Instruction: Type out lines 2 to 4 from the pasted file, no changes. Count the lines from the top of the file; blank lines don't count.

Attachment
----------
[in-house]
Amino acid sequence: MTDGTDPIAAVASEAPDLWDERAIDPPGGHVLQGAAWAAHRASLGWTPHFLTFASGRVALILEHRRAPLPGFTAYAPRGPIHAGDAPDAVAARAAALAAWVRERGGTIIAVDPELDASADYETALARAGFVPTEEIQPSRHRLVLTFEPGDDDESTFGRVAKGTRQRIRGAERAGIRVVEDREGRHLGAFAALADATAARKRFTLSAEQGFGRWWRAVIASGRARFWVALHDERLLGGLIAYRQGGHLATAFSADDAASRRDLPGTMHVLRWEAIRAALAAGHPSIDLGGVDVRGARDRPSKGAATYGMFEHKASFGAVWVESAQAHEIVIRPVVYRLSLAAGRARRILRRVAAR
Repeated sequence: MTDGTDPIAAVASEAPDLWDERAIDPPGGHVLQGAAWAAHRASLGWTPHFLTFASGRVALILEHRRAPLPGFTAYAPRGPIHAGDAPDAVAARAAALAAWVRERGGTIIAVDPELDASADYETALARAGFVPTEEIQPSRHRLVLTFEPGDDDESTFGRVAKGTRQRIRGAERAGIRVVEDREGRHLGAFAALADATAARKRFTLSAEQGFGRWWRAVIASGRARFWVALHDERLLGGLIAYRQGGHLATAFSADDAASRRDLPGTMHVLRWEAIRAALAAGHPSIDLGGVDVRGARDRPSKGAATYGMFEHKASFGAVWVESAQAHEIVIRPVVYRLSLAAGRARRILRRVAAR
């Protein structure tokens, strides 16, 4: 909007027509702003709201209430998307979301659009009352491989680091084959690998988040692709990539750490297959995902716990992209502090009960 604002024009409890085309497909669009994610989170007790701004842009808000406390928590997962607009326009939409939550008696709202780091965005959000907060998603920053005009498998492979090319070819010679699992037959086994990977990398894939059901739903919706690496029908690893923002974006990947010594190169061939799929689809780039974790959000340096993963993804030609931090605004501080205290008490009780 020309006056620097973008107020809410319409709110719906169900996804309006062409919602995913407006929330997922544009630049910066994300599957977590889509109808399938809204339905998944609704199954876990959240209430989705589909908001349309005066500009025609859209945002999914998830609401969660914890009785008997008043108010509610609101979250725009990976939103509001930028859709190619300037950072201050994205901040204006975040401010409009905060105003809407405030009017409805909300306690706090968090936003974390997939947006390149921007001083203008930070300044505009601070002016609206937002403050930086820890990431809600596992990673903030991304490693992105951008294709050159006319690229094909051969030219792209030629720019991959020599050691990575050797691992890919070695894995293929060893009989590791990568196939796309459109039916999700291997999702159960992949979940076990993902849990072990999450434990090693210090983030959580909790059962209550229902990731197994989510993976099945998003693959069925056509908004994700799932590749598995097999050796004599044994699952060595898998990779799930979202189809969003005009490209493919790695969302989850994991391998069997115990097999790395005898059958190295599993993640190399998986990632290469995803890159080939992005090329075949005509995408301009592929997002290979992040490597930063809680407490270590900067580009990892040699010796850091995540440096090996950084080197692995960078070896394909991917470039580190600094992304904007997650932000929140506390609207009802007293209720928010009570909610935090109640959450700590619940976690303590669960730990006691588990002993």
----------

Amino acid sequence: MTDGTDPIAAVASEAPDLWDERAIDPPGGHVLQGAAWAAHRASLGWTPHFLTFASGRVALILEHRRAPLPGFTAYAPRGPIHAGDAPDAVAARAAALAAWVRERGGTIIAVDPELDASADYETALARAGFVPTEEIQPSRHRLVLTFEPGDDDESTFGRVAKGTRQRIRGAERAGIRVVEDREGRHLGAFAALADATAARKRFTLSAEQGFGRWWRAVIASGRARFWVALHDERLLGGLIAYRQGGHLATAFSADDAASRRDLPGTMHVLRWEAIRAALAAGHPSIDLGGVDVRGARDRPSKGAATYGMFEHKASFGAVWVESAQAHEIVIRPVVYRLSLAAGRARRILRRVAAR
Repeated sequence: MTDGTDPIAAVASEAPDLWDERAIDPPGGHVLQGAAWAAHRASLGWTPHFLTFASGRVALILEHRRAPLPGFTAYAPRGPIHAGDAPDAVAARAAALAAWVRERGGTIIAVDPELDASADYETALARAGFVPTEEIQPSRHRLVLTFEPGDDDESTFGRVAKGTRQRIRGAERAGIRVVEDREGRHLGAFAALADATAARKRFTLSAEQGFGRWWRAVIASGRARFWVALHDERLLGGLIAYRQGGHLATAFSADDAASRRDLPGTMHVLRWEAIRAALAAGHPSIDLGGVDVRGARDRPSKGAATYGMFEHKASFGAVWVESAQAHEIVIRPVVYRLSLAAGRARRILRRVAAR
């Protein structure tokens, strides 16, 4: 909007027509702003709201209430998307979301659009009352491989680091084959690998988040692709990539750490297959995902716990992209502090009960 604002024009409890085309497909669009994610989170007790701004842009808000406390928590997962607009326009939409939550008696709202780091965005959000907060998603920053005009498998492979090319070819010679699992037959086994990977990398894939059901739903919706690496029908690893923002974006990947010594190169061939799929689809780039974790959000340096993963993804030609931090605004501080205290008490009780 020309006056620097973008107020809410319409709110719906169900996804309006062409919602995913407006929330997922544009630049910066994300599957977590889509109808399938809204339905998944609704199954876990959240209430989705589909908001349309005066500009025609859209945002999914998830609401969660914890009785008997008043108010509610609101979250725009990976939103509001930028859709190619300037950072201050994205901040204006975040401010409009905060105003809407405030009017409805909300306690706090968090936003974390997939947006390149921007001083203008930070300044505009601070002016609206937002403050930086820890990431809600596992990673903030991304490693992105951008294709050159006319690229094909051969030219792209030629720019991959020599050691990575050797691992890919070695894995293929060893009989590791990568196939796309459109039916999700291997999702159960992949979940076990993902849990072990999450434990090693210090983030959580909790059962209550229902990731197994989510993976099945998003693959069925056509908004994700799932590749598995097999050796004599044994699952060595898998990779799930979202189809969003005009490209493919790695969302989850994991391998069997115990097999790395005898059958190295599993993640190399998986990632290469995803890159080939992005090329075949005509995408301009592929997002290979992040490597930063809680407490270590900067580009990892040699010796850091995540440096090996950084080197692995960078070896394909991917470039580190600094992304904007997650932000929140506390609207009802007293209720928010009570909610935090109640959450700590619940976690303590669960730990006691588990002993």